A New Decision From The Court of Appeal Of Alberta Considers The Proper Test For An Easement Of Accommodation



A numbered company, 280430 Alberta Ltd. (“280”), owned five lots of land. In 2002, it sold three lots to the appellant Miywasin Friendship Centre (“Miywasin”). 280 later sold the remaining two lots to the respondent 1927546 Alberta Ltd (“192”).

When 280 sold the lot to Miywasin, it permitted Miywasin and its tenants to drive over the lots 280 retained in order to access parking spots at the back of the Miywasin land. No-one disputed that the only access to the parking spots at the back of the Miywasin land was over the 280 lots.

In 2017 when 280 was preparing to sell the remaining two lots to 192, Miywasin asserted an easement over the remaining two lots so that it could continue to access the parking.

What is an easement of accommodation?

As set out in the case, an easement of accommodation has three requirements:
a) It must be continuous and apparent;
b) It must be necessary for the reasonable use of the property granted; and
c) It must have been used by the owner before the transfer.

What Happened in the Case?

The trial judge found that the easement in this case satisfied the first and third requirements, and neither finding was appealed. The trial judge also determined that the access across the 280 lands was continuous and notorious, and that its necessity would have been obvious to passers-by. However, the trial judge found that the second requirement was not established. She rejected arguments that the parking was necessary for client confidentiality, to protect employee safety, or for loading and unloading goods. Further, the trial judge did not accept that the costs of changing the lot access were prohibitive, but found that there were reasonable alternatives available.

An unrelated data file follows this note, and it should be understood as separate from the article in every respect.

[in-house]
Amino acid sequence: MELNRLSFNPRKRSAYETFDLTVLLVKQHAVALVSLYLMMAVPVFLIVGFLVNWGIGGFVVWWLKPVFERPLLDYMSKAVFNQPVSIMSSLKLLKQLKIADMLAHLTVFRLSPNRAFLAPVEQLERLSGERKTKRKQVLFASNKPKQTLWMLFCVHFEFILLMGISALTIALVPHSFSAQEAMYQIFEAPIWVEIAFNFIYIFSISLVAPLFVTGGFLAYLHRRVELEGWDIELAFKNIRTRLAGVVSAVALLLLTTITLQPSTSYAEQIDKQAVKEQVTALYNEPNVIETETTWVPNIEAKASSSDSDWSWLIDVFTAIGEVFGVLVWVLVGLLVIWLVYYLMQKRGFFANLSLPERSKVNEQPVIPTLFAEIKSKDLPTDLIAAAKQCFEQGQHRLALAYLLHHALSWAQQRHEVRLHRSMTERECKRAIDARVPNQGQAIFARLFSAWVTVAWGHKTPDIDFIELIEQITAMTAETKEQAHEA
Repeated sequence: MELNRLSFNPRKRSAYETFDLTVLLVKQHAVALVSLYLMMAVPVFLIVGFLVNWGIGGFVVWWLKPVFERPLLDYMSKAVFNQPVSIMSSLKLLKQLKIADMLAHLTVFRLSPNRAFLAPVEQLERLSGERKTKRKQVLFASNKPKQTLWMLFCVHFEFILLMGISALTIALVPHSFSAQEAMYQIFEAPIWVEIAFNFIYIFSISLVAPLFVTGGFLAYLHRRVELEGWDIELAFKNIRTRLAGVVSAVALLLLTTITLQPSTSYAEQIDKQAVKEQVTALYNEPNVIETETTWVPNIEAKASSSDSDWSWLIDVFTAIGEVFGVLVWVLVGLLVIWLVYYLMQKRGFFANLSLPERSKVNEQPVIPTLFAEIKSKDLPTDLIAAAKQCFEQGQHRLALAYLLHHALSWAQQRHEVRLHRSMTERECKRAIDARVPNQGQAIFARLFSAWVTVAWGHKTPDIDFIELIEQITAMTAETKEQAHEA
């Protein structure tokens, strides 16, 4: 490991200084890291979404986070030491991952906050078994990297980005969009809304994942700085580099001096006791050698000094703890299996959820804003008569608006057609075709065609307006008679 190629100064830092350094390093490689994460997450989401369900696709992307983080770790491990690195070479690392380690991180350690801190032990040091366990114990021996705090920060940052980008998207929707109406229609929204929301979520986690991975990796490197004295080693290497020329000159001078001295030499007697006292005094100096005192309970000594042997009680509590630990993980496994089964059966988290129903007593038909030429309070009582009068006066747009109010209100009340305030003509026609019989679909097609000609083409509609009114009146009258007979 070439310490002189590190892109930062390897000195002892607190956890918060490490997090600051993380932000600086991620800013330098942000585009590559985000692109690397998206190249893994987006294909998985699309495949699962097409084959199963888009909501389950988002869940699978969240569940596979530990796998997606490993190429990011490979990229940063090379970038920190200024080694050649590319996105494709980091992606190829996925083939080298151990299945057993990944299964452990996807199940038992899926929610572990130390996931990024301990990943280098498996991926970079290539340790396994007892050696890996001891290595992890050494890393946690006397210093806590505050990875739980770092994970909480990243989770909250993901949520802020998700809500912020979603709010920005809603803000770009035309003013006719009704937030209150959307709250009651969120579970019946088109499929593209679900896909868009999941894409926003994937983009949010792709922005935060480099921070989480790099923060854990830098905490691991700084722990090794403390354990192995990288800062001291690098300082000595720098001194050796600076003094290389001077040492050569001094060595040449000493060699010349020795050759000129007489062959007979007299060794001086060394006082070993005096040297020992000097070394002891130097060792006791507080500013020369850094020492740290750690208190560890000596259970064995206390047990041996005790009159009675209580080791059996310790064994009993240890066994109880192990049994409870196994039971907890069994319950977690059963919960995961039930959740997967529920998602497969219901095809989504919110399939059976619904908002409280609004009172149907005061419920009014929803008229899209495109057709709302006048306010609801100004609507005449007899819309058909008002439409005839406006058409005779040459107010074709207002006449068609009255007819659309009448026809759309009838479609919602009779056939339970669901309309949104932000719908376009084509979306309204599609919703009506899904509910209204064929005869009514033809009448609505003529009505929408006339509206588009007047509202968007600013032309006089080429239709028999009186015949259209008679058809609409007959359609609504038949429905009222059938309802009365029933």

When the case was appealed, the Court of Appeal found that the current use of the land, or use of the land after the sale to Miywasin, was irrelevant to the second part of the test.

The Court of Appeal concluded that the trial judge erred in considering arguments related to Miywasin’s particular use of the lot for parking. In addition, the trial judge should not have focused on the use of the land for parking specifically, but should instead have considered whether an easement across the 280 lands was necessary for the reasonable use of the Miywasin lots generally.

The trial judge also erred in focusing on alternatives to parking on the Miywasin lots: available street parking or rental stalls was irrelevant. Finally, the Court overturned the trial judge’s finding that Miywasin had failed to establish that constructing an alternative access was prohibitive.

The Court found that an easement of accommodation arises at the point a landowner divides the property. The focus of the second part of the test should be on the use of lots in the time period leading up to the land transfer in 2002, not the uses of the lots in general.

Although the threshold to establish an easement of accommodation is less onerous than that for an easement of necessity, and mere inconvenience is not enough, the Court determined that if the applicant can establish that “considerable inconvenience and expense” will be required to create an alternative, this will be sufficient to satisfy the test.


The Court of Appeal has provided a fresh examination of the easement of accommodation, a type of easement not often considered by courts. In this case, the Appellant was able to meet the test, and the appeal was allowed. The Court found that an easement of accommodation was established over the 280 lands in favour of Miywasin.

This post is meant to provide information only and is not intended to provide legal advice. Although every effort has been made to provide current and accurate information, changes to the law may cause the information in this post to be outdated.

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